New research published in the journal Nature Ecology & Evolution demonstrates that negative consequences for selfish behaviour is a key factor in the evolution of cooperation across all biological scales, from genes to societies.
J. Arvid Ågren of Harvard University, in the US, Nicholas Davies of the London School of Hygiene and Tropical Medicine and Kevin R. Foster from the University of Oxford, both in the UK, have sought a deeper understanding of a central feature of all living things – the evolution of cooperation.
The living world is a hierarchy of cooperation and, indeed, the history of evolution itself can be thought of as the story of individual replicating units renouncing their selfish, independent ways to come together to form, as the researchers term it, “new levels of biological organisation”.
Cooperation pervades all levels of the living world, they add: “genes work together in genomes, genomes in cells, cells in multicellular organisms and multicellular organisms in eusocial groups.”
Since the 1975 publication of EO Wilson’s influential text Sociobiology: the new synthesis, which brought together key insights into the evolution of altruism, most biological thinking has revolved around systems in which “kin selection” operates, such as the societies of bees and ants.
Kin selection, first formulated by Darwin but popularised and mathematically formalised by WD Hamilton and George Price in the 1960s, is an explanation for altruistic behaviour in groups of closely related individuals. Since close relatives have a proportion of the same genes, an individual’s behaviour that helps a relative at their own expense still helps propagate their own genes.
As the great British biologist JBS Haldane once quipped, “I would lay down my life for two brothers or eight cousins”.
Ågren and colleagues, however, are concerned that this focus on cooperation within related groups is giving us a lopsided view of cooperation more generally. In particular, they are interested in what they describe as “egalitarian cooperative systems, which are those formed between unrelated individuals”.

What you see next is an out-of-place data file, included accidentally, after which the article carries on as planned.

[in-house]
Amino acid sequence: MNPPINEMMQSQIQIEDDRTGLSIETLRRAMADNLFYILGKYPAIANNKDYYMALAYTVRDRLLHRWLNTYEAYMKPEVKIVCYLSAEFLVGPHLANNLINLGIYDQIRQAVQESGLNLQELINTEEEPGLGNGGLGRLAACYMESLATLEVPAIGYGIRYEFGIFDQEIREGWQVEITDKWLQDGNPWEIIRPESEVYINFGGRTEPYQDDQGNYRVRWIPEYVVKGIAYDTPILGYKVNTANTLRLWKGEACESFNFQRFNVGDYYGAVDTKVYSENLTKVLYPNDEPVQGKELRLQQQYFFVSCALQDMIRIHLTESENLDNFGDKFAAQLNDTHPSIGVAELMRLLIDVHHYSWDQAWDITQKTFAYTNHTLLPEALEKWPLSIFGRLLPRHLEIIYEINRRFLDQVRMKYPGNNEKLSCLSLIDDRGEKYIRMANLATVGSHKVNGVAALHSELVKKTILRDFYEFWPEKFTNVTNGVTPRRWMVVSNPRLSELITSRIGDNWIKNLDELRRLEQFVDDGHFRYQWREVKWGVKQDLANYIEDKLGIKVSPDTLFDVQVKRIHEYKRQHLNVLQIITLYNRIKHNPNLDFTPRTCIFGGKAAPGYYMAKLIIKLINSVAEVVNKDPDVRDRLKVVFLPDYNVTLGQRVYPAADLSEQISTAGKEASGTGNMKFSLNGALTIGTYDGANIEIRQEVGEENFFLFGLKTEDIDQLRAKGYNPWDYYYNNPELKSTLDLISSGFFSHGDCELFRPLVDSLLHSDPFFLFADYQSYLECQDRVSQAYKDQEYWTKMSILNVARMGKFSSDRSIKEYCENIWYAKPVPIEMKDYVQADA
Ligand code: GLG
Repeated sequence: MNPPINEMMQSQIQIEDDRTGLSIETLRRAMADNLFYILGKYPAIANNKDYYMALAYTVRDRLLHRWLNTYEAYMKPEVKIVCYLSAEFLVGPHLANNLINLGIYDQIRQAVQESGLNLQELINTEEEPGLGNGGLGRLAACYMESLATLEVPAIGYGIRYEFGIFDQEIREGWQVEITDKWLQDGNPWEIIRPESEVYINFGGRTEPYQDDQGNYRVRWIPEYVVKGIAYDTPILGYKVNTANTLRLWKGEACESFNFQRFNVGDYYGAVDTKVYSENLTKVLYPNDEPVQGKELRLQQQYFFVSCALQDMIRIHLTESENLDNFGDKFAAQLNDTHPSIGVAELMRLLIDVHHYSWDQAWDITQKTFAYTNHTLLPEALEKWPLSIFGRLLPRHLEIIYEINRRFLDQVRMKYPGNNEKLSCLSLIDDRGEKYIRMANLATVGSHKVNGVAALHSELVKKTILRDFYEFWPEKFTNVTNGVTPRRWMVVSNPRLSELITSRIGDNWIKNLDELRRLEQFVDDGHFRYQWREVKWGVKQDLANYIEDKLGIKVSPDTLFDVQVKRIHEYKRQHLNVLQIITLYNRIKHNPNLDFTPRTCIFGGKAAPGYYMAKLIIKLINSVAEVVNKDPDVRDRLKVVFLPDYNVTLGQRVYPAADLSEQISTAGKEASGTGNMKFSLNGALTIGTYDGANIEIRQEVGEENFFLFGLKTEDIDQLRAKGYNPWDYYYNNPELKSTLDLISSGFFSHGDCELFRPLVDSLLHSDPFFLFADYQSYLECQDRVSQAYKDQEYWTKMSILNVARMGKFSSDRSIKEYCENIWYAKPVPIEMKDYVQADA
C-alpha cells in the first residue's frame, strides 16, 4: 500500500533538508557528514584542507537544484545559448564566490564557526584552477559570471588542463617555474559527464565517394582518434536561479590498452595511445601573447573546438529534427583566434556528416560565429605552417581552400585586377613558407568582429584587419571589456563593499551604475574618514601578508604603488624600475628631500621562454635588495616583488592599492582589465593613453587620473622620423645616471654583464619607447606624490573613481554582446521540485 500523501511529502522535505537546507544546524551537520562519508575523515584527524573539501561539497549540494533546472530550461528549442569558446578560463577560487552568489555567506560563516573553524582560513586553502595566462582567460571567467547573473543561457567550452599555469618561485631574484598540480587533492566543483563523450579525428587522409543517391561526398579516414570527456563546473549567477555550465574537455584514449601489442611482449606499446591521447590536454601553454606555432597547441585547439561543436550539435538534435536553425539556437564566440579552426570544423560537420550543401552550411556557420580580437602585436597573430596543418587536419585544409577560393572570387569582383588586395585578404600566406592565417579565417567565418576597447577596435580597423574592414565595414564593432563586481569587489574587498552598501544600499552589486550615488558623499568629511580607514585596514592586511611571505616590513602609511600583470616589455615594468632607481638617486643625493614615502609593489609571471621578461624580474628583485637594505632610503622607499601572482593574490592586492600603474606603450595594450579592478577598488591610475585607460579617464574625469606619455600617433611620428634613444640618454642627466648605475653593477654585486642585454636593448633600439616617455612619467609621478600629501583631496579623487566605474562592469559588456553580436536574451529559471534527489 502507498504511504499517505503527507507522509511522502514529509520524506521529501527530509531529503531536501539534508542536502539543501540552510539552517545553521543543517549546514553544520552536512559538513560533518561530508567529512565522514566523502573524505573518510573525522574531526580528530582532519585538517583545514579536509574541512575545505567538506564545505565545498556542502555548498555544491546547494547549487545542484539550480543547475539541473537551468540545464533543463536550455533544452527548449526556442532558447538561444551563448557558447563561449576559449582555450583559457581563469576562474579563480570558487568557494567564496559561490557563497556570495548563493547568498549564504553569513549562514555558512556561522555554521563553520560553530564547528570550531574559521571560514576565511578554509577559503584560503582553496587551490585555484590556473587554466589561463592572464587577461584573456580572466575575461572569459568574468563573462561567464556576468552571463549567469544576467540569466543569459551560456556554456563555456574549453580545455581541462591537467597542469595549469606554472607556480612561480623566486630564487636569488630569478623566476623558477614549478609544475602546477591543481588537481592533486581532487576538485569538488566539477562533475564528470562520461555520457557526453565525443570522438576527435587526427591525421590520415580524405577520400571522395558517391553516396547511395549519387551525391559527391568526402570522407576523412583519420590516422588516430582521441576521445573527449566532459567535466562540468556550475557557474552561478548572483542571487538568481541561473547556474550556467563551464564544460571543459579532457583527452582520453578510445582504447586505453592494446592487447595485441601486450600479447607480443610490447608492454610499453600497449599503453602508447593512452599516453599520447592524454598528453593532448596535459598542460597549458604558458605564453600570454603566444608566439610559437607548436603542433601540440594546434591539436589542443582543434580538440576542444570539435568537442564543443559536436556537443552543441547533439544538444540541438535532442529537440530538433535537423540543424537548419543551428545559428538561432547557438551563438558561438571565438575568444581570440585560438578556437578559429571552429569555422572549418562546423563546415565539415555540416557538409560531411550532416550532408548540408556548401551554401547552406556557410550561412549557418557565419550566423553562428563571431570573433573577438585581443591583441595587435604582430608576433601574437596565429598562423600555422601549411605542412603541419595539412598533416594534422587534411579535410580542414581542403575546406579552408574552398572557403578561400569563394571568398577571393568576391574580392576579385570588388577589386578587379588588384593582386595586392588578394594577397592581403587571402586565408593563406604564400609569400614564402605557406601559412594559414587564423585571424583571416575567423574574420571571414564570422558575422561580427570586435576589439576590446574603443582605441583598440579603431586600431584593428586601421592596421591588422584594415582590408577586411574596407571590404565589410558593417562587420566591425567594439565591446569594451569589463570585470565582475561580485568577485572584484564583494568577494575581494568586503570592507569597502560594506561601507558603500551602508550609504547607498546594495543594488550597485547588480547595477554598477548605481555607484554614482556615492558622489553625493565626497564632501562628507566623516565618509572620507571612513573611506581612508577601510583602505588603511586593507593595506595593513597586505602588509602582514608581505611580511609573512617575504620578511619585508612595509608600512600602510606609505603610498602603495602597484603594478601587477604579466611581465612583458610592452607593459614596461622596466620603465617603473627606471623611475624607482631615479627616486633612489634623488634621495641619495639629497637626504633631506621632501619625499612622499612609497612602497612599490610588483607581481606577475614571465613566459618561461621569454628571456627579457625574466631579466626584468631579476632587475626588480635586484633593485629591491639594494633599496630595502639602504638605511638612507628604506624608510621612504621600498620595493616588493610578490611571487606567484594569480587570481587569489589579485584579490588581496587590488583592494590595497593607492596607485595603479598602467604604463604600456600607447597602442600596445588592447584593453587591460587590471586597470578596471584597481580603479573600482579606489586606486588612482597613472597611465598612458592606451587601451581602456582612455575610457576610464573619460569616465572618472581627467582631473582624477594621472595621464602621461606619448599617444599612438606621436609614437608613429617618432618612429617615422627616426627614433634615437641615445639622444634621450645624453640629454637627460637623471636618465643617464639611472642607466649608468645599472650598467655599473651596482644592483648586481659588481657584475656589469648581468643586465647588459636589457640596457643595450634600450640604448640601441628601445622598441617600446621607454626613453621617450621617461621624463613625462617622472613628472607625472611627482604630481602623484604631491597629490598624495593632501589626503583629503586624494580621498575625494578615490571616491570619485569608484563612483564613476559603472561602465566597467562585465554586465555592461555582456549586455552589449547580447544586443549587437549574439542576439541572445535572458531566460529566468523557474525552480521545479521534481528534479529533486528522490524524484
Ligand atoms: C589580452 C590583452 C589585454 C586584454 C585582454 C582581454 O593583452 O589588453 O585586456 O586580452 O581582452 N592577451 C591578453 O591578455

By looking at this oft forgotten aspect of cooperation they hope to answer the question: “what, if anything, unites the evolution of cooperative systems?”
Their answer is “enforcement”, which is “an action that evolves, at least in part, to reduce selfish behaviour within a cooperative alliance”.
There is a growing body of empirical evidence that shows the ubiquity of enforcement throughout nature. Selfish elements in genomes such as transposons, for example, which proliferate at the expense of the health of the cell are suppressed and regulated by genes evolved for this function, thus enforcing cooperative behaviour between genes.
Mitochondrial genes that over-compete with the genes of the host cell are similarly suppressed in complex cells, and in multicellular organisms mechanisms are in place to destroy selfish cell lineages, such as precancerous cells.
In human societies, the mechanisms of enforcement are more complex and less easy to identify as purely biological due to the influence of culture, but they exist nonetheless – from punishments for transgressions to mate choice based on cooperation levels.
There are even enforcement mechanisms reducing competition and thus promoting cooperation between different species, of which the mutual relationship between figs and certain species of wasps is an example.
“Figs (Ficus spp.)” write the authors, “can abort fruits containing developing fig wasp larvae if their mothers did not pollinate the fig when depositing eggs. The fig species with the most effective sanctions (that abort most readily) have more cooperative wasps that pollinate the figs more often.”
Given this, the team developed a suite of mathematical models for a range of biological examples in order to see if enforcement would naturally arise in cooperative systems threatened by selfish behaviour. What they discovered is that “enforcement is predicted in every system, and importantly, this occurs over a wide range of parameters, which is consistent with the general importance of enforcement independently of both biological details and scale.”
The researchers are now hoping to identify “general principles for the evolution of enforcement that are applicable across many systems despite the diversity and details of each system”.
Understanding enforcement, and thus cooperative systems, is vitally important, because when enforcement fails “there are major consequences for cooperation that can even threaten species with extinction”.
Stephen Fleischfresser is a lecturer at the University of Melbourne's Trinity College and holds a PhD in the History and Philosophy of Science.
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